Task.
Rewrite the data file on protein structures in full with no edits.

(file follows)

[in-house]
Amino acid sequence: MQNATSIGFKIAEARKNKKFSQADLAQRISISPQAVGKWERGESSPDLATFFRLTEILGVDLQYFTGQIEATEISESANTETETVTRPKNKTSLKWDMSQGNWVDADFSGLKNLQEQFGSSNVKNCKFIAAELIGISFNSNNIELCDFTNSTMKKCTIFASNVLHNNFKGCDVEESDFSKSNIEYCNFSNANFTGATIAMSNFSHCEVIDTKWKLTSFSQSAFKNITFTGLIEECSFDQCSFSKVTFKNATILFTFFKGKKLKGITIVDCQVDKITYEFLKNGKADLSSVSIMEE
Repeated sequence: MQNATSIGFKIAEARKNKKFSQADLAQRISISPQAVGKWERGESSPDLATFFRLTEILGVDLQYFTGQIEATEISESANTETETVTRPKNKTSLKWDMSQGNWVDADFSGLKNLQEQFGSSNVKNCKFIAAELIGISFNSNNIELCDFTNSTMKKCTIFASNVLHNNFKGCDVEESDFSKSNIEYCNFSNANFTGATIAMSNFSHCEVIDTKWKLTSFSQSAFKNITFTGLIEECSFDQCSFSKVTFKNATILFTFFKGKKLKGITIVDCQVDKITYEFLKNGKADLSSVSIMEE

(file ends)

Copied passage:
[in-house]
Amino acid sequence: MQNATSIGFKIAEARKNKKFSQADLAQRISISPQAVGKWERGESSPDLATFFRLTEILGVDLQYFTGQIEATEISESANTETETVTRPKNKTSLKWDMSQGNWVDADFSGLKNLQEQFGSSNVKNCKFIAAELIGISFNSNNIELCDFTNSTMKKCTIFASNVLHNNFKGCDVEESDFSKSNIEYCNFSNANFTGATIAMSNFSHCEVIDTKWKLTSFSQSAFKNITFTGLIEECSFDQCSFSKVTFKNATILFTFFKGKKLKGITIVDCQVDKITYEFLKNGKADLSSVSIMEE
Repeated sequence: MQNATSIGFKIAEARKNKKFSQADLAQRISISPQAVGKWERGESSPDLATFFRLTEILGVDLQYFTGQIEATEISESANTETETVTRPKNKTSLKWDMSQGNWVDADFSGLKNLQEQFGSSNVKNCKFIAAELIGISFNSNNIELCDFTNSTMKKCTIFASNVLHNNFKGCDVEESDFSKSNIEYCNFSNANFTGATIAMSNFSHCEVIDTKWKLTSFSQSAFKNITFTGLIEECSFDQCSFSKVTFKNATILFTFFKGKKLKGITIVDCQVDKITYEFLKNGKADLSSVSIMEE